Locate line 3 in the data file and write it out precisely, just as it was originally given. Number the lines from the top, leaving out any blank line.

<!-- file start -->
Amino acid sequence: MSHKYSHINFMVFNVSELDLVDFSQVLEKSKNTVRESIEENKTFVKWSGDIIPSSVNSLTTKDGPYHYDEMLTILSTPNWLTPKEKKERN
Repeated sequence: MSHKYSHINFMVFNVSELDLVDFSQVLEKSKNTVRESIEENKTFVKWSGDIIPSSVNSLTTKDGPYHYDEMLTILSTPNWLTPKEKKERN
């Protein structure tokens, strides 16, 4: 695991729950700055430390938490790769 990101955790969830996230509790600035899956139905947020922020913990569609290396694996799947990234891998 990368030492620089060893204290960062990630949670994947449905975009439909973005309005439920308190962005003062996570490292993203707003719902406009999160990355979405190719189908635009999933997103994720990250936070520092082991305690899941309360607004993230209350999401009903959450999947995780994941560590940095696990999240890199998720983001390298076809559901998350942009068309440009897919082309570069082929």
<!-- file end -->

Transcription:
């Protein structure tokens, strides 16, 4: 695991729950700055430390938490790769 990101955790969830996230509790600035899956139905947020922020913990569609290396694996799947990234891998 990368030492620089060893204290960062990630949670994947449905975009439909973005309005439920308190962005003062996570490292993203707003719902406009999160990355979405190719189908635009999933997103994720990250936070520092082991305690899941309360607004993230209350999401009903959450999947995780994941560590940095696990999240890199998720983001390298076809559901998350942009068309440009897919082309570069082929």